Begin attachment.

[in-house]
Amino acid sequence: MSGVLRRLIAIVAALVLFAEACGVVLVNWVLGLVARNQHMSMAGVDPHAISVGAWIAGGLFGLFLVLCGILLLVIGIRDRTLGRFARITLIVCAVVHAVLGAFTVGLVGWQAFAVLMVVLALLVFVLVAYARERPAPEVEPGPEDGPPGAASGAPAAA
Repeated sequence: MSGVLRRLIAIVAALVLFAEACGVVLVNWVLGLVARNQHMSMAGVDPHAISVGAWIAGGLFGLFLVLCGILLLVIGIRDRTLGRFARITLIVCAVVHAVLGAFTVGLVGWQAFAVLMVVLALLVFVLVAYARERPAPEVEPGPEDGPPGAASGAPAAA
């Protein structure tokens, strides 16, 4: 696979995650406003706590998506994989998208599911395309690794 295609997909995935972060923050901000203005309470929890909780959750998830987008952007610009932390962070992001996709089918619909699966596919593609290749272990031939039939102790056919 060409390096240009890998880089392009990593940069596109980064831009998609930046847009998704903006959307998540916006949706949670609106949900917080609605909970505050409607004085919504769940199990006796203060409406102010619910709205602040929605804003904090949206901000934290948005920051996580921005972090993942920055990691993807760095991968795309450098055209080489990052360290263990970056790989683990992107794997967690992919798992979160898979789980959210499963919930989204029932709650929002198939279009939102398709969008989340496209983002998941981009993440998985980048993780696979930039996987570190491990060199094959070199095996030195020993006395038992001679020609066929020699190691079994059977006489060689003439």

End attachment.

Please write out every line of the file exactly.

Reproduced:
[in-house]
Amino acid sequence: MSGVLRRLIAIVAALVLFAEACGVVLVNWVLGLVARNQHMSMAGVDPHAISVGAWIAGGLFGLFLVLCGILLLVIGIRDRTLGRFARITLIVCAVVHAVLGAFTVGLVGWQAFAVLMVVLALLVFVLVAYARERPAPEVEPGPEDGPPGAASGAPAAA
Repeated sequence: MSGVLRRLIAIVAALVLFAEACGVVLVNWVLGLVARNQHMSMAGVDPHAISVGAWIAGGLFGLFLVLCGILLLVIGIRDRTLGRFARITLIVCAVVHAVLGAFTVGLVGWQAFAVLMVVLALLVFVLVAYARERPAPEVEPGPEDGPPGAASGAPAAA
């Protein structure tokens, strides 16, 4: 696979995650406003706590998506994989998208599911395309690794 295609997909995935972060923050901000203005309470929890909780959750998830987008952007610009932390962070992001996709089918619909699966596919593609290749272990031939039939102790056919 060409390096240009890998880089392009990593940069596109980064831009998609930046847009998704903006959307998540916006949706949670609106949900917080609605909970505050409607004085919504769940199990006796203060409406102010619910709205602040929605804003904090949206901000934290948005920051996580921005972090993942920055990691993807760095991968795309450098055209080489990052360290263990970056790989683990992107794997967690992919798992979160898979789980959210499963919930989204029932709650929002198939279009939102398709969008989340496209983002998941981009993440998985980048993780696979930039996987570190491990060199094959070199095996030195020993006395038992001679020609066929020699190691079994059977006489060689003439």